the beach boys' abusive father -- 3/08/17

Today's selection -- from Heroes and Villains by Steven Gaines. Standing in the shadows of the Beach Boys' phenomenal success of the 1960s was their abusive father, Murry Wilson, who had in turn been beaten by his own father. Murry loved music, and though he ran a machine shop, he had long aspired to be a songwriter and had attained a very modest level of success in that endeavor. And so the three Wilson brothers, especially the oldest brother Brian, quickly learned that music could appease their father:

"'That asshole beat the shit out of us,' [said Dennis Wilson, who] then grinned sardon­ically. 'He just had a very unique way of expressing himself physically with his kids,' he said. 'Instead of saying, "Son, you shouldn't shoot a beebee gun at the streetlight," he'd go boooom!!! I got the blunt end of the broom. Crack! One minute late! Just one minute late! Boom! And that's it. Brian and Carl would hide in the bathroom, "Oh God! He's getting it!" Later they'd ask, "Did it hurt, Dennis?"'

Murry WiIlson 

Murry's father beat him; Murry beat his children. [His wife] Audree watched helplessly from the sidelines, according to Dennis, frightened of Murry herself. 'Ohh, please, Murry, no, don't do that.' ...

"Indeed, if beating the boys had been all Murry did, it would have been one thing. But Murry had red-faced, screaming, roaring tantrums. On many occasions his punishments went beyond simple beatings into the realm of the sadistic. Dennis spoke of Murry beating him up in the bathtub so he couldn't break anything by kicking. ... Dennis was summarily punched, kicked, and beaten with a two-by­-four. At a family Christmas gathering, when Murry noticed Dennis sneaking drinks, he actually picked him up and tossed him across the room, where Dennis crashed against the wall and collapsed in a pile on the floor. ...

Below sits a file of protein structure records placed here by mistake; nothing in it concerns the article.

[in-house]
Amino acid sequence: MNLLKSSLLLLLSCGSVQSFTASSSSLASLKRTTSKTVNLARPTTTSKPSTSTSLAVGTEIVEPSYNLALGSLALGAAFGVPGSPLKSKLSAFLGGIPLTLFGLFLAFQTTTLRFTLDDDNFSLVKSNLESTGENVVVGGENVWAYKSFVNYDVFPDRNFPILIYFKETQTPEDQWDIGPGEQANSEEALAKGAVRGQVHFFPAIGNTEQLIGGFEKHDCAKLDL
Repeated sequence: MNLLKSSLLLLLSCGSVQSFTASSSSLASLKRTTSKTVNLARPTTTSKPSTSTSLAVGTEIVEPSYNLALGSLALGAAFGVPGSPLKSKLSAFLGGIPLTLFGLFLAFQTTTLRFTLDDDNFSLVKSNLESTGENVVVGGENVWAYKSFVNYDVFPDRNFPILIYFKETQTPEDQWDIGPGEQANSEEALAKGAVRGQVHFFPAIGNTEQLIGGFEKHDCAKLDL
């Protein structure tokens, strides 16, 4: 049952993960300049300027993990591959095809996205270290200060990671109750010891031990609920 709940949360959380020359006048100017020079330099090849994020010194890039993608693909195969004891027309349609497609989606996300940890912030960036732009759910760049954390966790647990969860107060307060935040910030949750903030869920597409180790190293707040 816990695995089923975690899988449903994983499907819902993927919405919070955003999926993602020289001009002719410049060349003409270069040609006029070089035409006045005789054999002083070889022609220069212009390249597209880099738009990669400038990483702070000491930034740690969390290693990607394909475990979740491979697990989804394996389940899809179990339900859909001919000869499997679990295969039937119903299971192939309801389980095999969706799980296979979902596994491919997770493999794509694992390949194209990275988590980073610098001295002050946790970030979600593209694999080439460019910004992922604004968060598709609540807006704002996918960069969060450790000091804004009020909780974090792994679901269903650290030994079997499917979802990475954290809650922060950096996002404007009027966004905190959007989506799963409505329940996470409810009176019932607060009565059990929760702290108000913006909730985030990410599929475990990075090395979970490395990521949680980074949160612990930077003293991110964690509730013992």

"When Brian was only six or seven years old, the family noticed that he had a peculiar way of turning his head to listen. According to Audree, Dennis and Carl had frequent ear infec­tions, but not Brian. A doctor suggested that all three boys should have their tonsils out. Audree related, 'The doctor said that Brian's tonsil on the right side was so huge that if we had his tonsils taken out ... that [it] would stop blocking ... his eu­stachian tube -- he said after three months he should be okay. But it wasn't okay. They say it's a nerve deafness ... it could be congenital or it could have been caused by an injury. We had a neighbor who he got into a fight with one time. He hit him really hard on his ear ... '

"What is really important is that Brian believed that Murry was responsible -- a belief that he was only able to admit much later in his adult life. In Brian's mind, his deafness was pos­sibly the result of Murry smacking him on the side of the head when he was only two years old. Incredibly, this hearing defect -- only 6 percent of normal hearing in his right ear­ -- meant that Brian, who was to become one of the great inno­vative producers of modern music, would never hear stereo. The irony of this loss would plague him for life.

"'My dad was an asshole,' Dennis said, 'and he treated us like shit, and his punishments were sick. But you played a tune for him and he was a marshmallow. This mean mother­f*cker would cry with bliss, like the lion in The Wizard of Oz, when he heard the music.' If music can soothe the savage beast, the Wilson children learned to make music at an early age."


Steven Gaines


Heroes And Villains: The True Story Of The Beach Boys


Da Capo Press


Copyright 1986 by Steven Gaines


barns and noble booksellers
Support Independent Bookstores - Visit

All delanceyplace profits are donated to charity and support children’s literacy projects.


Sign in or create an account to comment